Machine learning is the branch of artificial intelligence based on the idea that systems can learn from data, identify patterns and make decisions with minimal human intervention. Machine learning is a method of data analysis that automates analytical model building.
Machine learning is a specific subset of AI that trains a machine how to learn while artificial intelligence (AI) is the broad science of mimicking human abilities.
The advancement of new computing technologies, machine learning today is not like machine learning of the past. It started from pattern recognition with the theory that computers can learn to do certain tasks without being programmed; researchers interested in artificial intelligence wanted to see if computers could learn from data. The reprise facet of machine learning is crucial because as models are exposed to new data, they are able to independently adapt and learn from previous computations to produce reliable, iterate decisions and results. It’s a science that’s not new – but one that has gained fresh momentum.
While many machine learning algorithms have been around for a long time, the ability to automatically apply complex mathematical calculations to big data – repeatedly and faster – is a new development.
Here are a few widely publicized examples of machine learning applications you may have heard of :
Virtual Personal Assistants: Siri, Alexa, Google Now are some of the popular examples of virtual personal assistants The hyped, self-driving Google car! The essence of machine learning. Online recommendation offers such as those from Amazon and Netflix? Machine learning applications for everyday life. Knowing what customers are saying about you on Twitter? Machine learning combined with linguistic rule creation. Fraud detection! One of the more obvious, important uses in our world today.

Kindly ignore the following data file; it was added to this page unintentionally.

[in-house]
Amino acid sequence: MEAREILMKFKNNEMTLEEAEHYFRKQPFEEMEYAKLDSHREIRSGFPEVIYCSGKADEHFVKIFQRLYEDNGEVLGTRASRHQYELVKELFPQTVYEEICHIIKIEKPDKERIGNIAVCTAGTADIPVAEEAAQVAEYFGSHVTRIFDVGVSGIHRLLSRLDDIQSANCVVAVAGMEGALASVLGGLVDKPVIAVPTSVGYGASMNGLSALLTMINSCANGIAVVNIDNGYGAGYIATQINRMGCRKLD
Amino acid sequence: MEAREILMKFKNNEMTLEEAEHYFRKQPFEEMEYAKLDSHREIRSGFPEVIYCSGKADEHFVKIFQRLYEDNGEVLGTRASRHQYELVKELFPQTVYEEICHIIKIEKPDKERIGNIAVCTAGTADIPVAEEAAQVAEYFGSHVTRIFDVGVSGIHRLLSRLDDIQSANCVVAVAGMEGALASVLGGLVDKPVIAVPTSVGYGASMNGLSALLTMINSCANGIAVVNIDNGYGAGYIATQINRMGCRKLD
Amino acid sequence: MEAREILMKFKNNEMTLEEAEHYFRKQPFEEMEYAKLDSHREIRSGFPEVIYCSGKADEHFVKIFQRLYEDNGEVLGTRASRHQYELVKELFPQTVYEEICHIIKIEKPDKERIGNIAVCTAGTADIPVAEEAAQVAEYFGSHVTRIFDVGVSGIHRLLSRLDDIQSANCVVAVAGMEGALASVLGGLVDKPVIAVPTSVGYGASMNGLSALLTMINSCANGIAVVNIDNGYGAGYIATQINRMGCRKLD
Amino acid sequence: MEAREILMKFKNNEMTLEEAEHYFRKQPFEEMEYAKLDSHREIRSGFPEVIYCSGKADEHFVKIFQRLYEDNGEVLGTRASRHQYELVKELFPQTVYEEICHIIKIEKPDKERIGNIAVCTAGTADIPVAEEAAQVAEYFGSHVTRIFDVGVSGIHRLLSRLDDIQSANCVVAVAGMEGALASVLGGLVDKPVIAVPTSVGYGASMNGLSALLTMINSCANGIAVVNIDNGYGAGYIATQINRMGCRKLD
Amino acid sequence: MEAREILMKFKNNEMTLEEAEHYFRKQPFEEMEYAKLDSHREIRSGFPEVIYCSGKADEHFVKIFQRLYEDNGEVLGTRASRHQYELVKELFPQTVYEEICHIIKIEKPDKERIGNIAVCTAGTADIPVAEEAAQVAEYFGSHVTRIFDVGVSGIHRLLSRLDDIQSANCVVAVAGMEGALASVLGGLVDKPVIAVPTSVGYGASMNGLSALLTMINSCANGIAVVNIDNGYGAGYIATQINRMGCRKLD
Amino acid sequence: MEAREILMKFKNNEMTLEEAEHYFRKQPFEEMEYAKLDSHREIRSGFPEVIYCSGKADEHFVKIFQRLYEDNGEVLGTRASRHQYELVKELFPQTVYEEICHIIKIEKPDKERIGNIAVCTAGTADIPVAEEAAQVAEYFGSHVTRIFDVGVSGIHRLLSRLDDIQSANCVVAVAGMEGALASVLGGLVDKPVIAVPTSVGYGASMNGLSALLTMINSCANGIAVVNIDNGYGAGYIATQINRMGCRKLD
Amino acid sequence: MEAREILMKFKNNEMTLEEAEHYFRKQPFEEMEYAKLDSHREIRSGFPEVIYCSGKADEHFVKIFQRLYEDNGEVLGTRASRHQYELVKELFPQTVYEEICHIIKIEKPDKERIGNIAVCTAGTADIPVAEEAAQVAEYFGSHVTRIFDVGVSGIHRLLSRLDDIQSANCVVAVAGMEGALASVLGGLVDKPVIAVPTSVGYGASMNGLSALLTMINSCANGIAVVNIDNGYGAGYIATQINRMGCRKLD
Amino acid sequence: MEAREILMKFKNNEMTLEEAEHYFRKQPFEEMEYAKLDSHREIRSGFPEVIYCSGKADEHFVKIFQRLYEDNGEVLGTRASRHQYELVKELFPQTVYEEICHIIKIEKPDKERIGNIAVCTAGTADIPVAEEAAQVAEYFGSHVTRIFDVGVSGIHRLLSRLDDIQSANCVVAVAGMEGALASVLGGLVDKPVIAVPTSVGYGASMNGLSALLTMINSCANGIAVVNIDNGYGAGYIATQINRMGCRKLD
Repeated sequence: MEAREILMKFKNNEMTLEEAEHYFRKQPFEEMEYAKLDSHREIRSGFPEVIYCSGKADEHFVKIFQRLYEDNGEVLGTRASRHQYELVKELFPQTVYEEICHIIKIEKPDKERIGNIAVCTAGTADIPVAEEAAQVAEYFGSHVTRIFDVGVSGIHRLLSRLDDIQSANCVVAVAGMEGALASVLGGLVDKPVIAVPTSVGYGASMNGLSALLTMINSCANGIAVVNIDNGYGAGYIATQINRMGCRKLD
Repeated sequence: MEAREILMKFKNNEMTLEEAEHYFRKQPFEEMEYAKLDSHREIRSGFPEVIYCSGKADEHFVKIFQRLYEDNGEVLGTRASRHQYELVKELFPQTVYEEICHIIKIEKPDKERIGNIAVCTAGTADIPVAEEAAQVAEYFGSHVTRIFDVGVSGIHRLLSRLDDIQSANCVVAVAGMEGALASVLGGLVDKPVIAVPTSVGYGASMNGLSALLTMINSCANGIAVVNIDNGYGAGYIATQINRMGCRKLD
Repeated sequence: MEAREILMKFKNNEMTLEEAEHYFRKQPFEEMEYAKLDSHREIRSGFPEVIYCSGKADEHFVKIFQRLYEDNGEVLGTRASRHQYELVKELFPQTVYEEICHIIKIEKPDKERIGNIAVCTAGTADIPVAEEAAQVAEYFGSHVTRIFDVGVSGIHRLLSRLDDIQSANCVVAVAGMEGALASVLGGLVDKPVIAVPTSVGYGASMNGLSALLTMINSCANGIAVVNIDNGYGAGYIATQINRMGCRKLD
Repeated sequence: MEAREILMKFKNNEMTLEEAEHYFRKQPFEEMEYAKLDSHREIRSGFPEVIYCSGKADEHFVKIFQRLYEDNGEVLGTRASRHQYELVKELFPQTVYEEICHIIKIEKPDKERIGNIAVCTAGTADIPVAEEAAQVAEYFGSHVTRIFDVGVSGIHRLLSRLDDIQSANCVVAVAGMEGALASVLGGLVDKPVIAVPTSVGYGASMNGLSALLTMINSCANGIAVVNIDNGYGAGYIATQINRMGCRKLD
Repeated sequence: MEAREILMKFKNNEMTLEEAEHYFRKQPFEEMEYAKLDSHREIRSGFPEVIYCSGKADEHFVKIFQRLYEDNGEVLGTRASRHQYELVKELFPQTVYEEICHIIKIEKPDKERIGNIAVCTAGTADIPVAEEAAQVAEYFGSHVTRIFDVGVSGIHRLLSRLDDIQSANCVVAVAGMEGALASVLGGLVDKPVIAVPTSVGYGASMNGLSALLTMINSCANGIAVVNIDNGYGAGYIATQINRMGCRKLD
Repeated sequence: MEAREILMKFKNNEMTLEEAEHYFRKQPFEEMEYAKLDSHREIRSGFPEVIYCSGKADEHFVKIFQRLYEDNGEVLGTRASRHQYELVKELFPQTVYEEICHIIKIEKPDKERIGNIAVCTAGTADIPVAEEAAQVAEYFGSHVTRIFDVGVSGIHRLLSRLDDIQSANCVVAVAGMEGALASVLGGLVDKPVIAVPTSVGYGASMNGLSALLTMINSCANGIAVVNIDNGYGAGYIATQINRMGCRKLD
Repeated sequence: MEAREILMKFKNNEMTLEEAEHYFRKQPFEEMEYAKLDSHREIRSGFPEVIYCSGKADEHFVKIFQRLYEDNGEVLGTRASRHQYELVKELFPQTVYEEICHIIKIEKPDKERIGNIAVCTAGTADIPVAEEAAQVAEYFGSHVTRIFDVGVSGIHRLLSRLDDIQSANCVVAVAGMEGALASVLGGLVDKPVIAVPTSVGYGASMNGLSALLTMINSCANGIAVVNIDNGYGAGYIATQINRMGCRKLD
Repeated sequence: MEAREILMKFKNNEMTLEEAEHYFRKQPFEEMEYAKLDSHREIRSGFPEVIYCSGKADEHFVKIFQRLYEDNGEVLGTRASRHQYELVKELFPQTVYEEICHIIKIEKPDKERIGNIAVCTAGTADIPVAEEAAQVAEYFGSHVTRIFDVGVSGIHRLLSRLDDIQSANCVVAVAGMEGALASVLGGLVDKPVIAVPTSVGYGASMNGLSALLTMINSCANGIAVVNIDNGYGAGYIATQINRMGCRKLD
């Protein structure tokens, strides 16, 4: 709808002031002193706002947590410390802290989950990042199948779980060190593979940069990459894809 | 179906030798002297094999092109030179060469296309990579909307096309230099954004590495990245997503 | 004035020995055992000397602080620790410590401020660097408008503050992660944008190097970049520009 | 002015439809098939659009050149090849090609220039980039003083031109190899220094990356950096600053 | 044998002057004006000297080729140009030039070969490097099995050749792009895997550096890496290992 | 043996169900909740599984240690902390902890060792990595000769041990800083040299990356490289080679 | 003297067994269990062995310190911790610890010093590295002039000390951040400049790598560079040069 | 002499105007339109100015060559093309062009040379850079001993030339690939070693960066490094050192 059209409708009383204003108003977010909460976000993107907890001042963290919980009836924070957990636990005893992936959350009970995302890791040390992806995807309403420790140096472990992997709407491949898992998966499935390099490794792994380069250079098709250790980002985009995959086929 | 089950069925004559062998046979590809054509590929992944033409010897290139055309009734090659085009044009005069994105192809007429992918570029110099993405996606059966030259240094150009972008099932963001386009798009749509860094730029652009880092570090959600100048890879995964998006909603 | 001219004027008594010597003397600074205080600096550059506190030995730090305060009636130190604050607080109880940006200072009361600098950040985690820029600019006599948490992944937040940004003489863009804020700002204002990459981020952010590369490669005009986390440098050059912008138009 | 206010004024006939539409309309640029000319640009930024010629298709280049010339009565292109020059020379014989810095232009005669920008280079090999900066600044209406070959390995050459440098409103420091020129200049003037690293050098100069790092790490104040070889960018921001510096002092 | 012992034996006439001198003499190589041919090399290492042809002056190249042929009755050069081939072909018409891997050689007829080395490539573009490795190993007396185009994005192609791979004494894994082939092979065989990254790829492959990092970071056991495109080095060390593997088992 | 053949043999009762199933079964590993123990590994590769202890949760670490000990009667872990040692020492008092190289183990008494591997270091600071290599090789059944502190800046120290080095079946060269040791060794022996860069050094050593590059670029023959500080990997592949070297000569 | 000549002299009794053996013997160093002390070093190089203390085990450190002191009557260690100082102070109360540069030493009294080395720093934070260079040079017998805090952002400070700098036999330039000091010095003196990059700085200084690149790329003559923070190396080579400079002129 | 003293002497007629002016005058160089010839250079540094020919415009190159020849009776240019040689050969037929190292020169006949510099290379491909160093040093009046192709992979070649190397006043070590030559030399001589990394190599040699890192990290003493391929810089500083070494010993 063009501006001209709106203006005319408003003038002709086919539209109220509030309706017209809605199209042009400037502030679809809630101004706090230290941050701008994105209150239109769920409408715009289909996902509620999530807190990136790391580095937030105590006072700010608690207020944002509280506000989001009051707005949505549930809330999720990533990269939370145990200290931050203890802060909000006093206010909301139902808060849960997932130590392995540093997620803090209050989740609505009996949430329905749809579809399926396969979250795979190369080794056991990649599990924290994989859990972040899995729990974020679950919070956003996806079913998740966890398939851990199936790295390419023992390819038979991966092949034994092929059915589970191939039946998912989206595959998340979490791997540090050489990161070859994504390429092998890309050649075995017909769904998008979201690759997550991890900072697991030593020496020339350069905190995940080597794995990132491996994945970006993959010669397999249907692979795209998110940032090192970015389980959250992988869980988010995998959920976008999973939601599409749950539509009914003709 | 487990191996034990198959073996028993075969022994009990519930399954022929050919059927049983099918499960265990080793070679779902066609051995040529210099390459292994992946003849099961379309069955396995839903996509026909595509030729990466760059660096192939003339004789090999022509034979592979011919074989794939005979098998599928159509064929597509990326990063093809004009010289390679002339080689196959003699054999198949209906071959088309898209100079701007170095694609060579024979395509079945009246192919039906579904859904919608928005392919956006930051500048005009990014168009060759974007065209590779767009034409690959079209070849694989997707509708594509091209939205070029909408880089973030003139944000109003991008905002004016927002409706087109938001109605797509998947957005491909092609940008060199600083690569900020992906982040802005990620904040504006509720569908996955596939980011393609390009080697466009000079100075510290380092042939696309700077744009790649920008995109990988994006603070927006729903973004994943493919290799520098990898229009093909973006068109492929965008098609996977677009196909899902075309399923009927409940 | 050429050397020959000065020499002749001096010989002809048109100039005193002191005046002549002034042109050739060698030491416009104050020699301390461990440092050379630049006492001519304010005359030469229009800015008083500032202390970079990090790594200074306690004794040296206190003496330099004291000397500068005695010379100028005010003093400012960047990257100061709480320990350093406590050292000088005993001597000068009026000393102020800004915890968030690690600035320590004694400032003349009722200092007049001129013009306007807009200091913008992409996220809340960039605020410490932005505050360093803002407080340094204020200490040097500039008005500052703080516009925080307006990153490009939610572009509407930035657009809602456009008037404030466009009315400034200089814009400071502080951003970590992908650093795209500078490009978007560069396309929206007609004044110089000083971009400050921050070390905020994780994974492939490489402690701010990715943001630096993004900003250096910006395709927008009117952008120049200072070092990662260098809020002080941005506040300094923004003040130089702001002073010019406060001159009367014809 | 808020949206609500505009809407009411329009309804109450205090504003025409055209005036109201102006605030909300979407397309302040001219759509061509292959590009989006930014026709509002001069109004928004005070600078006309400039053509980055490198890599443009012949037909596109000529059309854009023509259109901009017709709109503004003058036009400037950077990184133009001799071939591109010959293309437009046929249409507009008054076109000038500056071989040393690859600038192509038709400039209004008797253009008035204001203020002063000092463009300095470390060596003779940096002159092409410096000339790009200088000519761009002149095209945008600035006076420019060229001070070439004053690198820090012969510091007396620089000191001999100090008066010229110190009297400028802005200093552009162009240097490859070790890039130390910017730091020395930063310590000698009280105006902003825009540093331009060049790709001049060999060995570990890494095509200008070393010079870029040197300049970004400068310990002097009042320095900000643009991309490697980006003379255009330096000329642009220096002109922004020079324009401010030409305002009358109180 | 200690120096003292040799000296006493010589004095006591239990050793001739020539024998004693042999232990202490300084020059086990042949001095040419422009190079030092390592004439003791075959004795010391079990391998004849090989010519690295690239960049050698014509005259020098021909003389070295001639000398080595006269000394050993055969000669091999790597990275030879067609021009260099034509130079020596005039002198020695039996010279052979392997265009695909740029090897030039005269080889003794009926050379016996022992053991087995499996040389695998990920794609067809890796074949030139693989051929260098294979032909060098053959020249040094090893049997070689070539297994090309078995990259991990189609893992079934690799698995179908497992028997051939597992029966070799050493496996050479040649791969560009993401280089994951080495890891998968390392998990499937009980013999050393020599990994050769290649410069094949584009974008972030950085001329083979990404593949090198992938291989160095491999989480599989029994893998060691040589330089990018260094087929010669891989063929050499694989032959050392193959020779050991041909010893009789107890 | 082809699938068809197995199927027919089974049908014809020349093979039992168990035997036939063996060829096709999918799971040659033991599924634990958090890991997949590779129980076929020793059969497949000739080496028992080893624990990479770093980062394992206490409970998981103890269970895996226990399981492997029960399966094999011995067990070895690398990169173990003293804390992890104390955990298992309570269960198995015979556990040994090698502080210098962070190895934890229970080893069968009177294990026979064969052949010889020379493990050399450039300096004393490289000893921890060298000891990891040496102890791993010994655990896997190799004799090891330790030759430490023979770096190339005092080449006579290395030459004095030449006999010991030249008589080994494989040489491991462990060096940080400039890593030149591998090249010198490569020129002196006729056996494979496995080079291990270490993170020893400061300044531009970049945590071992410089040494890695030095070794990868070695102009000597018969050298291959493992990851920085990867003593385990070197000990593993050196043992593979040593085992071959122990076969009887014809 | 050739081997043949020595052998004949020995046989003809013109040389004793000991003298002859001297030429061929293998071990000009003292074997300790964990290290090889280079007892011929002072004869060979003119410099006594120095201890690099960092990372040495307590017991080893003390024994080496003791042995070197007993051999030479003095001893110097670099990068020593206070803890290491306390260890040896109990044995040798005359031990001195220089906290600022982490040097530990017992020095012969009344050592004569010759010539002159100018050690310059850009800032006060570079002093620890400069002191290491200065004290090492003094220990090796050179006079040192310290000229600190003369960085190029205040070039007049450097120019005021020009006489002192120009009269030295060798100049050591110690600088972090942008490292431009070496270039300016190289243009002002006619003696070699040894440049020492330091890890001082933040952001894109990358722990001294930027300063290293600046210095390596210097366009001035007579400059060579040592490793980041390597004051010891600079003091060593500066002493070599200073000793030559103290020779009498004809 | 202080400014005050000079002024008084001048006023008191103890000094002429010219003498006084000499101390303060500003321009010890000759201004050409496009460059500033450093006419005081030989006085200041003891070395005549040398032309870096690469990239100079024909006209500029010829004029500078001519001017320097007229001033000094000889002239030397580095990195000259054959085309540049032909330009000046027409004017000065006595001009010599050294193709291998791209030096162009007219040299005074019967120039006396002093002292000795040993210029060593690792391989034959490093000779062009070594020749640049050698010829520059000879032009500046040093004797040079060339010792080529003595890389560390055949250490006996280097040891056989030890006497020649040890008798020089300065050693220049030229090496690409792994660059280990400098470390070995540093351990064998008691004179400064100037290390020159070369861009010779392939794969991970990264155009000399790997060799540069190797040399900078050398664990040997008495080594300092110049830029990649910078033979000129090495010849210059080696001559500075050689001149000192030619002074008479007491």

While artificial intelligence (AI) is the broad science of mimicking human abilities, machine learning is a specific subset of AI that trains a machine how to learn. Watch this video to better understand the relationship between AI and machine learning. You’ll see how these two technologies work, with useful examples and a few funny asides.
The upturn of interest in machine learning is due to the same factors that have made data mining and Bayesian analysis more popular than ever. Things like growing volumes and diversity of available data, computational processing that is cheaper and more powerful, and affordable data storage.
All of these things mean it’s possible to quickly and automatically produce models that can analyze bigger, more complex data and deliver faster, more precise results – even on a very large scale. And by building accurate models, an organization has a better chance of recognizing profitable opportunities – or avoiding unknown risks.